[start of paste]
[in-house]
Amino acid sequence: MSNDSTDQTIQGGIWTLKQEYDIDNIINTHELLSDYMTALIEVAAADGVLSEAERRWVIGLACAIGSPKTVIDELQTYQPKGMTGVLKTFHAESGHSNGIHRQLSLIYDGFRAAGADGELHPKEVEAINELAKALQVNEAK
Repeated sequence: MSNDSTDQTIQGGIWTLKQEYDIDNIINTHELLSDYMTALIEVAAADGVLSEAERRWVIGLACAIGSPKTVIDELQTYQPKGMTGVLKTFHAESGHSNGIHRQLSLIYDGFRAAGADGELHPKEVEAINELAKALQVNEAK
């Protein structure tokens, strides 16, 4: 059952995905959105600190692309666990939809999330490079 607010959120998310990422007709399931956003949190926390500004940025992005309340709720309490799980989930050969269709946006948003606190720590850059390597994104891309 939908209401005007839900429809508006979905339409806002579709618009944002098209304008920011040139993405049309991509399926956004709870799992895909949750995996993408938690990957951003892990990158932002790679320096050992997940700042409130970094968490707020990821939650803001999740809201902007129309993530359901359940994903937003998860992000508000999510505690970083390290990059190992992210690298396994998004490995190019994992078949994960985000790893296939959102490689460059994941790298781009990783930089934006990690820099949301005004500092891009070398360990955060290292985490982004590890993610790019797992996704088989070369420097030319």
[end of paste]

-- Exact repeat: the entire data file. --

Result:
[in-house]
Amino acid sequence: MSNDSTDQTIQGGIWTLKQEYDIDNIINTHELLSDYMTALIEVAAADGVLSEAERRWVIGLACAIGSPKTVIDELQTYQPKGMTGVLKTFHAESGHSNGIHRQLSLIYDGFRAAGADGELHPKEVEAINELAKALQVNEAK
Repeated sequence: MSNDSTDQTIQGGIWTLKQEYDIDNIINTHELLSDYMTALIEVAAADGVLSEAERRWVIGLACAIGSPKTVIDELQTYQPKGMTGVLKTFHAESGHSNGIHRQLSLIYDGFRAAGADGELHPKEVEAINELAKALQVNEAK
């Protein structure tokens, strides 16, 4: 059952995905959105600190692309666990939809999330490079 607010959120998310990422007709399931956003949190926390500004940025992005309340709720309490799980989930050969269709946006948003606190720590850059390597994104891309 939908209401005007839900429809508006979905339409806002579709618009944002098209304008920011040139993405049309991509399926956004709870799992895909949750995996993408938690990957951003892990990158932002790679320096050992997940700042409130970094968490707020990821939650803001999740809201902007129309993530359901359940994903937003998860992000508000999510505690970083390290990059190992992210690298396994998004490995190019994992078949994960985000790893296939959102490689460059994941790298781009990783930089934006990690820099949301005004500092891009070398360990955060290292985490982004590890993610790019797992996704088989070369420097030319």